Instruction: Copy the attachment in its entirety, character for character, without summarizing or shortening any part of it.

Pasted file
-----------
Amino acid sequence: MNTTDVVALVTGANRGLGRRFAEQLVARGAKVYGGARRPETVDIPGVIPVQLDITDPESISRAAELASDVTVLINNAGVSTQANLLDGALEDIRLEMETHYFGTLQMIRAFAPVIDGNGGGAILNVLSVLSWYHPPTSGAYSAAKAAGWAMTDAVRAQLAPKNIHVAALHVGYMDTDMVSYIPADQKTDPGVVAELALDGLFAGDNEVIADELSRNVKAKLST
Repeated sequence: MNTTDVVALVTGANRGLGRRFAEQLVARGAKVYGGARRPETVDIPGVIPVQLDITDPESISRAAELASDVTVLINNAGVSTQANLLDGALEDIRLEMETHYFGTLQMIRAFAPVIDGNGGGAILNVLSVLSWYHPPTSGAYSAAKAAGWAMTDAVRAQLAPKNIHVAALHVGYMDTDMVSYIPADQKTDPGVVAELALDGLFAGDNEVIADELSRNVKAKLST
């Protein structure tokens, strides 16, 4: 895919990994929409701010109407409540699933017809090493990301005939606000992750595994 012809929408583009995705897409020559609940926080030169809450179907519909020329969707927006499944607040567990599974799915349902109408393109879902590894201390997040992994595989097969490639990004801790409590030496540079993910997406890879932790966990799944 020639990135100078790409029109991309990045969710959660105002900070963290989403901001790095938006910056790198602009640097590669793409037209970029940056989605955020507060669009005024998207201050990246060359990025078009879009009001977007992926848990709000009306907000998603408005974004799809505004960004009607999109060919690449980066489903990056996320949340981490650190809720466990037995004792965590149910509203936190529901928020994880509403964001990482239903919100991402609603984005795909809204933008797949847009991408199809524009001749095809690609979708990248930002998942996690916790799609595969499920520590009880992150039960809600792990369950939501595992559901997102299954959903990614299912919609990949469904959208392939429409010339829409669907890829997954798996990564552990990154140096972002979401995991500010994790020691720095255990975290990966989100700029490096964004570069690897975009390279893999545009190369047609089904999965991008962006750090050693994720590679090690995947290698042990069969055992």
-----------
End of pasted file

Amino acid sequence: MNTTDVVALVTGANRGLGRRFAEQLVARGAKVYGGARRPETVDIPGVIPVQLDITDPESISRAAELASDVTVLINNAGVSTQANLLDGALEDIRLEMETHYFGTLQMIRAFAPVIDGNGGGAILNVLSVLSWYHPPTSGAYSAAKAAGWAMTDAVRAQLAPKNIHVAALHVGYMDTDMVSYIPADQKTDPGVVAELALDGLFAGDNEVIADELSRNVKAKLST
Repeated sequence: MNTTDVVALVTGANRGLGRRFAEQLVARGAKVYGGARRPETVDIPGVIPVQLDITDPESISRAAELASDVTVLINNAGVSTQANLLDGALEDIRLEMETHYFGTLQMIRAFAPVIDGNGGGAILNVLSVLSWYHPPTSGAYSAAKAAGWAMTDAVRAQLAPKNIHVAALHVGYMDTDMVSYIPADQKTDPGVVAELALDGLFAGDNEVIADELSRNVKAKLST
């Protein structure tokens, strides 16, 4: 895919990994929409701010109407409540699933017809090493990301005939606000992750595994 012809929408583009995705897409020559609940926080030169809450179907519909020329969707927006499944607040567990599974799915349902109408393109879902590894201390997040992994595989097969490639990004801790409590030496540079993910997406890879932790966990799944 020639990135100078790409029109991309990045969710959660105002900070963290989403901001790095938006910056790198602009640097590669793409037209970029940056989605955020507060669009005024998207201050990246060359990025078009879009009001977007992926848990709000009306907000998603408005974004799809505004960004009607999109060919690449980066489903990056996320949340981490650190809720466990037995004792965590149910509203936190529901928020994880509403964001990482239903919100991402609603984005795909809204933008797949847009991408199809524009001749095809690609979708990248930002998942996690916790799609595969499920520590009880992150039960809600792990369950939501595992559901997102299954959903990614299912919609990949469904959208392939429409010339829409669907890829997954798996990564552990990154140096972002979401995991500010994790020691720095255990975290990966989100700029490096964004570069690897975009390279893999545009190369047609089904999965991008962006750090050693994720590679090690995947290698042990069969055992």